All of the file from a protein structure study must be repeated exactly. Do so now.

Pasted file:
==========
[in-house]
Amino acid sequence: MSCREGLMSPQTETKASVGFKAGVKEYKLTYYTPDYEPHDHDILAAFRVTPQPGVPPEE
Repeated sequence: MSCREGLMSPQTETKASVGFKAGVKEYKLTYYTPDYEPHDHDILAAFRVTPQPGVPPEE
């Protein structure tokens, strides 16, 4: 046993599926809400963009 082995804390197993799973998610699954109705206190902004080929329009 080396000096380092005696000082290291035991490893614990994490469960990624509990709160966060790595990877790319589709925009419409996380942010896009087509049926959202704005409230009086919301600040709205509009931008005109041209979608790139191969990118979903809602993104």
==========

[in-house]
Amino acid sequence: MSCREGLMSPQTETKASVGFKAGVKEYKLTYYTPDYEPHDHDILAAFRVTPQPGVPPEE
Repeated sequence: MSCREGLMSPQTETKASVGFKAGVKEYKLTYYTPDYEPHDHDILAAFRVTPQPGVPPEE
């Protein structure tokens, strides 16, 4: 046993599926809400963009 082995804390197993799973998610699954109705206190902004080929329009 080396000096380092005696000082290291035991490893614990994490469960990624509990709160966060790595990877790319589709925009419409996380942010896009087509049926959202704005409230009086919301600040709205509009931008005109041209979608790139191969990118979903809602993104």